By Martin Edwards

Last updated June 2018

Software is what makes personal computers so flexible and adaptable. Your computer is capable of things that haven’t been invented yet! Give it new software in future, and it will obey its instructions.

This is also a weakness, because a computer will just as readily obey instructions that aren’t good for it, or for you. Software that intentionally harms a computer, damages your data or compromises your privacy is called malware.

Note: Lots of people say virus, but a virus is actually just one kind of malicious software. Malware is a better word because it encompasses viruses among other bad things.

How malware arrives

It’s extremely rare for a computer to simply ‘pick up’ malware, just by being on and connected to the Internet. In fact, leaving computers online is beneficial because they can update their software sooner, which makes them safer.

Reading email is also safe. It’s extremely rare to get malware just by opening a message, so if you receive an email you’re not sure about, don’t be afraid to look at it before deciding whether to delete it. Do not, however, open a suspicious attachment, and don’t click a link within an email if you’re unsure about it.

It’s also safe to visit websites, provided your software is up to date. Even a site that turns out to be not what you expected, or looks frightening, can’t normally cause harm. But don’t download files or install apps that you’re unsure about, as these might be malware.

Note: Bogus websites that pretend your computer is infected or damaged are common, but cannot do harm unless – ironically – you follow their invitation to ‘fix’ the alleged problem.

Malware can also spread via memory sticks or external hard drives. While it’s no longer common to be at risk from just plugging one in, if someone lends you a memory stick or drive you should understand the kinds of file you find on it before double-clicking to open them.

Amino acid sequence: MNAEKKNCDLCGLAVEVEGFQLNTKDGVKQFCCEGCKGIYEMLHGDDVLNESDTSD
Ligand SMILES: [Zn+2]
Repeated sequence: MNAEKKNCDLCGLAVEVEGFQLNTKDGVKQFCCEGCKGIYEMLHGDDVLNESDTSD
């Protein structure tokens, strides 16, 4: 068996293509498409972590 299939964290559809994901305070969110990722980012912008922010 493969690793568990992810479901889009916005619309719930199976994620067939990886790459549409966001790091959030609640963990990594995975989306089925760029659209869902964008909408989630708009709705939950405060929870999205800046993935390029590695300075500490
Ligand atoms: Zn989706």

How antivirus works

No matter how careful you are with attachments, downloads and memory sticks, everyone makes mistakes — whether it’s you, the person who emailed you, or the person who runs your favourite website. So it’s common to have antivirus software to help protect against malware.

Note: The name antivirus is still used, though ‘antimalware’ would more accurate.

Antivirus software includes a database of known malware, which is updated via the Internet as new malware is discovered. Every file you download or open is automatically checked against this database, and if a match is found, you are blocked from using the file.

Why it’s not perfect

The main problem with antivirus is that the people creating malware are always one step ahead. Hundreds of thousands of new malware variants appear each day. To help combat this, modern antivirus looks for suspicious behaviour in software, in addition to exact matches with its malware database. Still, despite its best efforts, antivirus software can never detect all malware — a fact that is complicated by there being dozens of competing antivirus vendors.

Another problem is false positives, in which antivirus unwantedly blocks a harmless file. There’s also the inevitable use of resources: antivirus makes your computer slower. However, few people will decide that these are compelling reasons to forgo antivirus software altogether.

When it can’t help

There are also risks from which antivirus cannot protect you. It may surprise you that the two most common kinds of security incident I’m called to help with don’t involve malware.

First is the tech support scam, in which you either:

The bogus technician directs you to give them remote control of your computer, then shows you the alleged problem and charges to ‘fix’ it. Microsoft has a good article with more detail on these scams.

The other is phishing, in which you receive an email or text message pretending to be from a friend or a company you deal with — perhaps saying the friend has shared a file with you, or that someone has made a purchase on one of your accounts. When you click to find out more, you’re shown a fake screen that looks similar to a genuine website and asks for your password or other information. In the heat of the moment, you give your password, bank details or other private data to a criminal. Learn more in this article by Action Fraud, the UK’s national reporting centre for fraud and cybercrime.

What else you can do

Now you know that antivirus is not a silver bullet, you should instead think of it as just part of the overall picture when it comes to computer security. In addition to antivirus:

Need help?

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